Hopeful Church

Leading Like Water, not Like Lava: 

Is our church leadership fluid or frozen? 

by N. Graham Standish


For a number of years I’ve been advising people to “lead more like water and less like lava.” Whenever I do people often look at me as dogs do when they hear a funny noise — ears perked and heads cocked to the side.

What does it mean to lead more like water and less like lava?

I came up with the quip years ago while watching a video of a Hawaiian lava flow. I noticed that whenever it flowed into a significant obstacle (a hill, a trough, the ocean) it froze and became more of a obstacle, leaving a wake of rock that cut off roads, homes and towns. It left people stranded.

Watching the video it hit me: too often we pastors lead like lava. 

How often do we confront significant obstacles in our churches and freeze by seeing our way as the only way? Do we become obstacles who cut our churches off from thriving? How often do we get in our own way? Even more, how often do we lead others to become the very obstacles we want to overcome, and in the process cut off pathways to vibrancy?

Then I thought about water. When flowing water meets an obstacle it never really stops. It eventually flows over it, around it, or erodes it. It may take years, but water always finds a way to keep flowing.

I think about this a lot in working with people either as a counselor, spiritual director or clergy coach. My job is to help people become more like water and less like lava, especially when they are mired in a kind of lava leadership.

Stuck in Lava

Too often our churches are like lava. They’ve become frozen rock. As pastors, our calling is to help them become unfrozen, but when we’re confronted with obstacles we didn’t anticipate, do we become like the very lava we’re trying to move out of the way?

I’ve seen too many pastors become just as stubborn as their churches, and in the process freeze because they only see one pathway to success, and it’s blocked by congregational resistance. So they become just as much of an obstacle as their churches. It’s an irony: we say our churches resist change, but then we pastors resist changing the ways we lead.

A key to healthy leadership is becoming like water in the face of obstacles. This means facing a seemingly intractable problem, and finding a way to either overcome it, work around it, or erode it. It means that if we fail in one way, we look for another. This requires fluid thinking.

Early in my ministry at Calvin Presbyterian Church I tried to start a men’s group. I gathered a group of men and asked them what they wanted to do. They agreed to meet once a month for discussion and possibly mission projects. After six months it failed.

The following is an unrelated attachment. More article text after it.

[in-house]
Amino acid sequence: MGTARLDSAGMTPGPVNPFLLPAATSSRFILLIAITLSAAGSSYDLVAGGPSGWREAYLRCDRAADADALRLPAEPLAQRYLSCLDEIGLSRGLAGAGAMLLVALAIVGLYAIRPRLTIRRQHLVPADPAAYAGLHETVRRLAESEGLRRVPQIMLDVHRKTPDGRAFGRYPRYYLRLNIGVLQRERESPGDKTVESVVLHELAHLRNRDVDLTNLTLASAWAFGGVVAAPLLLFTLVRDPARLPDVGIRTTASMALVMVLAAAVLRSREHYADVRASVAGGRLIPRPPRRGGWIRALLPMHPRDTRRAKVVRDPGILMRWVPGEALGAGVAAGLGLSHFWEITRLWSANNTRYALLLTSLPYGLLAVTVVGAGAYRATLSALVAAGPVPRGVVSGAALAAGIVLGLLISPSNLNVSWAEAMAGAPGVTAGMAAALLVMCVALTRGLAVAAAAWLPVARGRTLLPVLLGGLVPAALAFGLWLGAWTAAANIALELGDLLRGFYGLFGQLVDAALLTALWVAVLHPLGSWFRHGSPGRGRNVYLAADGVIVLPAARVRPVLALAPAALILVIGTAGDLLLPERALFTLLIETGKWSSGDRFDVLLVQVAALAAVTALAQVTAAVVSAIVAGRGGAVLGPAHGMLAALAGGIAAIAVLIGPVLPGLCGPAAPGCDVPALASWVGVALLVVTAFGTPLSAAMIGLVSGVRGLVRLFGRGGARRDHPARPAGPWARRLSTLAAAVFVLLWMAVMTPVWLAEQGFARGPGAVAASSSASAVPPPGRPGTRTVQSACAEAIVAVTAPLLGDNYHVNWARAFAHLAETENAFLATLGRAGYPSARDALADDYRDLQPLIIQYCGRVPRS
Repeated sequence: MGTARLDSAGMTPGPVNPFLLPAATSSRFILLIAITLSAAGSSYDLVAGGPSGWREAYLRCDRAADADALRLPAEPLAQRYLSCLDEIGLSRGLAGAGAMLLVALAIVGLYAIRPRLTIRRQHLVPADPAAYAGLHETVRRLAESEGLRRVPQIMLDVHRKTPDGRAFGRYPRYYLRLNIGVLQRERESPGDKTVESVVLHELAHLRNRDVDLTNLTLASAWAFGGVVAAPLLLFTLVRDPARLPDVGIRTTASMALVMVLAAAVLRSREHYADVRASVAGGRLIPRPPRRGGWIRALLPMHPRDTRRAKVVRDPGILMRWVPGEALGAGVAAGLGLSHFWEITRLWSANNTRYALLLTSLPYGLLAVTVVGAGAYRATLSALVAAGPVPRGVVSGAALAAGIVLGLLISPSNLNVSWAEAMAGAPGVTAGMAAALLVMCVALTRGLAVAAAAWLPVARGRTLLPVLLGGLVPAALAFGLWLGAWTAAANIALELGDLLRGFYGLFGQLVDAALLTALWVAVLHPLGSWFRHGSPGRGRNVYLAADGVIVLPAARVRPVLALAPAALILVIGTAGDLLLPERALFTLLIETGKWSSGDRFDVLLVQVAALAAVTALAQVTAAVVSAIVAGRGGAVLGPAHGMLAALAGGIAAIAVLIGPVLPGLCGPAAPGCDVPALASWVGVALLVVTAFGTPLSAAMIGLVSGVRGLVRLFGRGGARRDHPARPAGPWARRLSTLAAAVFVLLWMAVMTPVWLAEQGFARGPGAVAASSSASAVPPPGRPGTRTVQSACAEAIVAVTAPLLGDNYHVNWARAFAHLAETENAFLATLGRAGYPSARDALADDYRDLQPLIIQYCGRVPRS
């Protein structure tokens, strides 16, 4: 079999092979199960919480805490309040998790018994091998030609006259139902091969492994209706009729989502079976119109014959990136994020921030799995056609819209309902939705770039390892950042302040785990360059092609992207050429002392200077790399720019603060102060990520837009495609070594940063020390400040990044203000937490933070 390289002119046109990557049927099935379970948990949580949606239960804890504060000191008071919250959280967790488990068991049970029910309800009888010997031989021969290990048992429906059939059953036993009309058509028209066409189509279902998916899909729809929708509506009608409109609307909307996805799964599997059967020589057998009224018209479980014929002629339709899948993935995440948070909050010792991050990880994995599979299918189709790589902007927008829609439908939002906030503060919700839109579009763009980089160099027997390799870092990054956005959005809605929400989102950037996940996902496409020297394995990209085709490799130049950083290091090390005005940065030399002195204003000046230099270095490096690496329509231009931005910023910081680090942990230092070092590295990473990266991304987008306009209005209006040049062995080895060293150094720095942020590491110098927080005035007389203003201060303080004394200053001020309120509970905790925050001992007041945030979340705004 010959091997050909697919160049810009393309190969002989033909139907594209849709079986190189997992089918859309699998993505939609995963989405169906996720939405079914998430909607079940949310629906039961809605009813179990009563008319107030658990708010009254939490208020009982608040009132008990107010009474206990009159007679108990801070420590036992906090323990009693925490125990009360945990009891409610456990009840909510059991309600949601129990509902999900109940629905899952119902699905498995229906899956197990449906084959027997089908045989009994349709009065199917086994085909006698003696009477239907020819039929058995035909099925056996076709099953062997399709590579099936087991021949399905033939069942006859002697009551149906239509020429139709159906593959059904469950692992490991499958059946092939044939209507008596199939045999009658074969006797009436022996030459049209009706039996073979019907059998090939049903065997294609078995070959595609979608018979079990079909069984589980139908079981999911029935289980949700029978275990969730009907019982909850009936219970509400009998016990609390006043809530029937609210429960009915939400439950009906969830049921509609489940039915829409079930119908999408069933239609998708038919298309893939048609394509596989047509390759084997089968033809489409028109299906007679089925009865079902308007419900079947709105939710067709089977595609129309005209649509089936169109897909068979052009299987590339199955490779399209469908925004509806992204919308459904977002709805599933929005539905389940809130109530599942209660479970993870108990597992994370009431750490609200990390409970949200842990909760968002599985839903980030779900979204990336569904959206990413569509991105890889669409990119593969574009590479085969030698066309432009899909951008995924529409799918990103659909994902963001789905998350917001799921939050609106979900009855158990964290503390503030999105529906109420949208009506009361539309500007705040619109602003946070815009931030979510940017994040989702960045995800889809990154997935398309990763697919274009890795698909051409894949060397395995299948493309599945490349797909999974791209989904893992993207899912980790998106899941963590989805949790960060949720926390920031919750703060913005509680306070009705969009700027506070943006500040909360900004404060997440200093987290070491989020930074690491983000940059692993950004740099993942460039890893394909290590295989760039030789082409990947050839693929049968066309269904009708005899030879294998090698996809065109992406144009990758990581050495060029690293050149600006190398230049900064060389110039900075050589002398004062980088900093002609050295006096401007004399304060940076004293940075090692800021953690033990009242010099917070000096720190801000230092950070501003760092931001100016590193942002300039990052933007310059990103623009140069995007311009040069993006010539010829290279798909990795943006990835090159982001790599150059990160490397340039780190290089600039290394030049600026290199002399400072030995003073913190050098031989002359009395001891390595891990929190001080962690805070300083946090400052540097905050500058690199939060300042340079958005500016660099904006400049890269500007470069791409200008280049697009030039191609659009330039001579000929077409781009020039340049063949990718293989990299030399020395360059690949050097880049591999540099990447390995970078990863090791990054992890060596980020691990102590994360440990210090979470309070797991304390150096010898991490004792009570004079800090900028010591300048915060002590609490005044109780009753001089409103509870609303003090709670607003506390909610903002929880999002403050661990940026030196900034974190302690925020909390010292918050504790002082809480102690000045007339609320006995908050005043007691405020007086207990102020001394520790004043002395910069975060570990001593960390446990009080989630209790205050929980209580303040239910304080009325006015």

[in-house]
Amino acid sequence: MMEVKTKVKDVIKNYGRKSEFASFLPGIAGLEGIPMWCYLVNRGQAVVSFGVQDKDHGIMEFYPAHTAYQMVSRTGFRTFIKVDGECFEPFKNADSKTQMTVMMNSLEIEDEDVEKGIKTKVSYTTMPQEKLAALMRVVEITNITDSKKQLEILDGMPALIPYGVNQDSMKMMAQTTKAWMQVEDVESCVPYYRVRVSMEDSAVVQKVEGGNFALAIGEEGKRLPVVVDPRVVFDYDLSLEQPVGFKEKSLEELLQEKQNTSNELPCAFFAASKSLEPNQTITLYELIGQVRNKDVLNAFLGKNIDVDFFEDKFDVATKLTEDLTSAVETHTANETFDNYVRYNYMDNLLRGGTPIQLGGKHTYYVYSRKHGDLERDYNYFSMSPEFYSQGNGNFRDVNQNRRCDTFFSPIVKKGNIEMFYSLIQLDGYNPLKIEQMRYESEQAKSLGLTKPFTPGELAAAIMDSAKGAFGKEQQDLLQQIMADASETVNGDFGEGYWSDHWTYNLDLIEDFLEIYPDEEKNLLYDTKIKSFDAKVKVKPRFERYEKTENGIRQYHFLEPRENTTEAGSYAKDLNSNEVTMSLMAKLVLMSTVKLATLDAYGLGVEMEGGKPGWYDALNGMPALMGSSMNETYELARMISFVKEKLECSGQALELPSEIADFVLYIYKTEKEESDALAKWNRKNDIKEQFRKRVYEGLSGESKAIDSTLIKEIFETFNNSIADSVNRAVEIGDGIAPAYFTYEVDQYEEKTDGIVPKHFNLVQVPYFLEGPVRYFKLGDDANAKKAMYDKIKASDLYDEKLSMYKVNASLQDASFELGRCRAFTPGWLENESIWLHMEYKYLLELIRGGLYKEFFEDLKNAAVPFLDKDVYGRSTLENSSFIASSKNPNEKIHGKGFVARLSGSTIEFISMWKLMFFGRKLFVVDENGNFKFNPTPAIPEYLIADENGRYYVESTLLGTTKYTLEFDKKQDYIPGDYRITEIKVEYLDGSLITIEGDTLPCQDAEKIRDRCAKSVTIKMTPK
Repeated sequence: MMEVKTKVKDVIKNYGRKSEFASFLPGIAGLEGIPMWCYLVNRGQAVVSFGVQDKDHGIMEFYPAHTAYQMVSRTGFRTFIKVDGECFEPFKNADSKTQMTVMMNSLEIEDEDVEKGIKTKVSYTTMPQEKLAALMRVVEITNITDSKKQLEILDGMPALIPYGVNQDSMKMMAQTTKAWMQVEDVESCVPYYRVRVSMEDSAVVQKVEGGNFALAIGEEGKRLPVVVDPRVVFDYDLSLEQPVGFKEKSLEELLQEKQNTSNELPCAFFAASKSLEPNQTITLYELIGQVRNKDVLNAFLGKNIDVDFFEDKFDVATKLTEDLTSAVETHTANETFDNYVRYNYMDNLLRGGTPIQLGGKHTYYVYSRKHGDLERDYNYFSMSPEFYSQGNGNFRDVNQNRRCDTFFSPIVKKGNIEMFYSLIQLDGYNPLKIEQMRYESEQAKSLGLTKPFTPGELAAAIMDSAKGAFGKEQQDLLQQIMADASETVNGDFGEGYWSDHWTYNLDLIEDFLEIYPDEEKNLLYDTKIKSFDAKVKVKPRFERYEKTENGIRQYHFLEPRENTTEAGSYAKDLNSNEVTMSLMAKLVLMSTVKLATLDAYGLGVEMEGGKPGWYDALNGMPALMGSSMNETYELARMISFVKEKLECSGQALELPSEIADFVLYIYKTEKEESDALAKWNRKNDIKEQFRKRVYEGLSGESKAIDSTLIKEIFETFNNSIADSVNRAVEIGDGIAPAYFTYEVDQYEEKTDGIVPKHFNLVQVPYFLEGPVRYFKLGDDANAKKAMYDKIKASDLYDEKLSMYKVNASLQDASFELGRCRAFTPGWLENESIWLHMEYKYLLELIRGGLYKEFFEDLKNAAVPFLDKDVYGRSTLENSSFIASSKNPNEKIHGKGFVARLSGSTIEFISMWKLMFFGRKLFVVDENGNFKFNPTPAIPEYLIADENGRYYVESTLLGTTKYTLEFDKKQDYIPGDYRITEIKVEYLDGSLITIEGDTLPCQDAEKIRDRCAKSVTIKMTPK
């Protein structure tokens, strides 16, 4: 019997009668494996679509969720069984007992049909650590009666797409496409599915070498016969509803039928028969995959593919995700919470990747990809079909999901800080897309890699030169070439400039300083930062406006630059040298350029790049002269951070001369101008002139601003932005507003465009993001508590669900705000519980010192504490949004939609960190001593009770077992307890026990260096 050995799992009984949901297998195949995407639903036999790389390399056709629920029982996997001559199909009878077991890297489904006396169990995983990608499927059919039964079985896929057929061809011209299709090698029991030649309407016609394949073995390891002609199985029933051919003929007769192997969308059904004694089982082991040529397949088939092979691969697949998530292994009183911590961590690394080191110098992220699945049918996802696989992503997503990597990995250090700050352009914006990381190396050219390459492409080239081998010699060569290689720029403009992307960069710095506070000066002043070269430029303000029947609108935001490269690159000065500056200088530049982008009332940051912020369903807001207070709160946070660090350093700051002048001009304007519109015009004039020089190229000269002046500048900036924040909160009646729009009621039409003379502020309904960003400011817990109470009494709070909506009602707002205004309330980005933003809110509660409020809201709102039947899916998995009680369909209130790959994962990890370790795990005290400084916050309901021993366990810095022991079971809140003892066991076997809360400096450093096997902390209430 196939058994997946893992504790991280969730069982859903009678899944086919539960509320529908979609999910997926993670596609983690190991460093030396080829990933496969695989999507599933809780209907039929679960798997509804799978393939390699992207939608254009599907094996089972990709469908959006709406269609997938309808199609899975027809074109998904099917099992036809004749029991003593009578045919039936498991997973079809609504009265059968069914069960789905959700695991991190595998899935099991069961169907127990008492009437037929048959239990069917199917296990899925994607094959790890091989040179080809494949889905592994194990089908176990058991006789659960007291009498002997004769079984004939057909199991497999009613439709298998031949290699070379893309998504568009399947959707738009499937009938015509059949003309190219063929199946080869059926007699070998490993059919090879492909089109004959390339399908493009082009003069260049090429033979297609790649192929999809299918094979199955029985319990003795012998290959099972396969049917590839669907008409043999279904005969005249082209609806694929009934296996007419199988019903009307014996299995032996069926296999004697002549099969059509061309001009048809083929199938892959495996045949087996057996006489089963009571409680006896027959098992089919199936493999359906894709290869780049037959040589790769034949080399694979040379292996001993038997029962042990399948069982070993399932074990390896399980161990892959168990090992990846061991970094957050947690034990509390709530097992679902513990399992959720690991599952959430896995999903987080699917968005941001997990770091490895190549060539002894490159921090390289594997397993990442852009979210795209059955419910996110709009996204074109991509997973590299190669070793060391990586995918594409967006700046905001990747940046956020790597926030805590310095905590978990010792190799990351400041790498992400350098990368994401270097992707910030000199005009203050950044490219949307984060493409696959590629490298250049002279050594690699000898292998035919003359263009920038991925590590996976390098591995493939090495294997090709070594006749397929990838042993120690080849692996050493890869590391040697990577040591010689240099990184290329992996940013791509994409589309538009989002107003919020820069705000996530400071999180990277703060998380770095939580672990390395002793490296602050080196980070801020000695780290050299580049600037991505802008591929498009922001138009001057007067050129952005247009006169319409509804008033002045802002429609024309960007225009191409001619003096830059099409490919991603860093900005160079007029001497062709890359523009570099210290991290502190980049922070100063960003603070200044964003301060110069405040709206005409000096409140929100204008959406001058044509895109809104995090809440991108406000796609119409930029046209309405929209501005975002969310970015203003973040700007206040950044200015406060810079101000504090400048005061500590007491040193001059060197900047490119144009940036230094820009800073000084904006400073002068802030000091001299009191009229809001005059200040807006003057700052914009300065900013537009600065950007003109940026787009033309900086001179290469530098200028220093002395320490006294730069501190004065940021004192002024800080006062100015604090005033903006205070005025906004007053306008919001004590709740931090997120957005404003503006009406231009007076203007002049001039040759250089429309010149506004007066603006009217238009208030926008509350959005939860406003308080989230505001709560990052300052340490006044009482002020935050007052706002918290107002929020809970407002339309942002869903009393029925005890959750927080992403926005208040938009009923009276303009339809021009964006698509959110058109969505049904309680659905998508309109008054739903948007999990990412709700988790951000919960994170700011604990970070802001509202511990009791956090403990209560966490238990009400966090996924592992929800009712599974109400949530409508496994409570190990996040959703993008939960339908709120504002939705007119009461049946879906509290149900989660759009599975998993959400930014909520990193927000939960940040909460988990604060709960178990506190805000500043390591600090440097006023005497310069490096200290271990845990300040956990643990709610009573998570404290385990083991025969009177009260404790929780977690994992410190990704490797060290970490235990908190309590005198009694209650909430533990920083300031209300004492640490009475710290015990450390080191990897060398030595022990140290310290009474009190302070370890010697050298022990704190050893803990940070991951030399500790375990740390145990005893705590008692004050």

A year later, I tried again. This time it was a weekly breakfast with discussion topics. It worked for about three months. It collapsed after we ran out of interesting things to talk about. A few years later, I created a weekly spiritual book discussion group that met at a local Marriott. Eighteen years later it’s still meeting every Thursday morning.

I tried three different ways to get a men’s group going. Once in the way they wanted. A second in a way someone had suggested. Third in a way that I got training for.

One way or another I was determined to get a men’s group going because I thought it was important to help them become mature. This experience became a key to developing a dynamic small group program for the whole church. The key is that I didn’t become like lava the first time I failed. I became like water looking for another way around the problem.

Becoming Like Water

Becoming like water means transforming our perspective from seeing church members as resisters to our vision, to seeing them as people needing help in moving forward in love.

How have we become like lava in our leadership? How have we become frozen and stuck, leading others to become frozen and stuck? There’s another way. Become like a spring of water that always seeks another way, that always seeks God’s possibility, in the face of all obstacles.

The Rev. Dr. Graham Standish  is executive director of Samaritan Counseling, Guidance, Consulting in Sewickley, Pennsylvania, and works as a spiritual director, clergy coach and church revitalization consultant (www.ngrahamstandish.org).